Bread Factory No. 3, Page 8
After the 1917 Bolshevik Revolution, children’s books were considered important vehicles for transmitting Soviet ideology to the younger generations. Such literature sought not only to provide children with the straightforward ability to read and write, but also to reinforce a commitment of active involvement in constructing the Communist state. While pre-Revolutionary children’s literature consisted primarily of fairy tales and legends, new genres emerged that aligned better with the post-Revolutionary goals of the Soviet state. One of these new genres was the children-oriented production book, which focused on themes including modernization, science and technology, construction and urbanization, and the conquest of nature.
Published in 1931, the children’s book Bread Factory No. 3 by the author-artists Olga Deineko and Nikolai Troshin is a classic example of this new production-focused genre. Bread Factory No. 3 details the entire process of bread production in a large Soviet industrial factory in Russia. The book starts with a memorable illustration of a bread factory bustling and operating in the night hours as the city sleeps. The readers are taken on a journey through the many machines and workers operating in the factory. We see bins full of flour, dough falling into funnels, buns on a conveyor belt, and finally, after a night’s hard work, bread being delivered by trucks to bakeries for consumers. Throughout the book, there is a prominent emphasis on the power and perfection of machines, in addition to praise of the workers’ discipline and affirmation of their work’s importance. Interestingly, the illustrations depict the workers impersonally, in identical white uniforms and without distinctive facial features. This focus on the factory as a whole, rather than individual contributions, further glorifies the Soviet ideal of collective labor.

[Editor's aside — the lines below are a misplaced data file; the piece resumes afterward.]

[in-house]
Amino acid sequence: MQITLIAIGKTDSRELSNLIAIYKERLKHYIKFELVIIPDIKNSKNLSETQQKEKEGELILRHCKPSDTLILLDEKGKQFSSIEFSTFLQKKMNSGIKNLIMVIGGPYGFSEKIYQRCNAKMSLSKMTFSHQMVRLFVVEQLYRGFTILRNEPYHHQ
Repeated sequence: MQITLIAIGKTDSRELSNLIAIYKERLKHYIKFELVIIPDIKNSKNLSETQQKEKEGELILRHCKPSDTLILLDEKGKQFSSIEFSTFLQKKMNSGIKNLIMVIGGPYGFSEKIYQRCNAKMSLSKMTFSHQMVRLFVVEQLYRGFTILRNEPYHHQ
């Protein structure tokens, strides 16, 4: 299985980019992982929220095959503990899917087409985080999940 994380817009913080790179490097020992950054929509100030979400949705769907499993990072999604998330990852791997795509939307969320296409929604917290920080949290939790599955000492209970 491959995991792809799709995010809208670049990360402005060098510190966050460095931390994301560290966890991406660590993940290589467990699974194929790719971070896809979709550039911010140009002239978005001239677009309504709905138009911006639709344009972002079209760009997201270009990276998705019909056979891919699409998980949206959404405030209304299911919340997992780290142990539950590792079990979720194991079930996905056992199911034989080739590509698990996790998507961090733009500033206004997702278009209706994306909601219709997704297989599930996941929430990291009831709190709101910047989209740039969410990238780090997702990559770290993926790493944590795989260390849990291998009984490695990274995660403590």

The authors of the book - Olga Deineko and her husband Nikolai Troshin - are also the illustrators. Together, they generated a large collection of children’s books on industrial topics, aimed at educating the younger generation of Soviet citizens. During the time of their works, many publishing houses would organize business trips for their artists to industrial centers. The couple actively participated in these trips, sketching the drawings for their production books directly at the factories during their visits. In many of their production books, Deineko and Troshin present a common pattern. Similar to in the Bread Factory No.3, How Cotton Becomes Calico takes us from the factory’s exterior to its inside operations, where workers and machines interact to progressively mold the starting material into its final finished form - bread on the kitchen table or colorful clothing on people. Furthermore, we see parallels in Bread Factory No.3 to the children’s book About How Chocolate Got to the Mossel’prom, which depicts the diligent workers and powerful machinery in the production of chocolate candy that is sold at the Mossel’prom building in Moscow.
One unique feature of Bread Factory No. 3 is the impressive fold out on pages 7-10 which highlights the abundance of bread produced in the factory, suggesting a sense of plenty in the Soviet state. During a time of famine, this message of abundance was likely uplifting and inspiring. Moreover, the distinctive fold out in the book operates similarly to the interactive fold outs in the magazine USSR in Construction, for which Nikolai Troshin served as the chief artist and designer.
Children’s World Growing Up in Russia, 1890-1991 by Catriona Kelly
Mara Muslea, Lillian Xu, Gregory Wall, Julius Foo (SLA 221, 2019)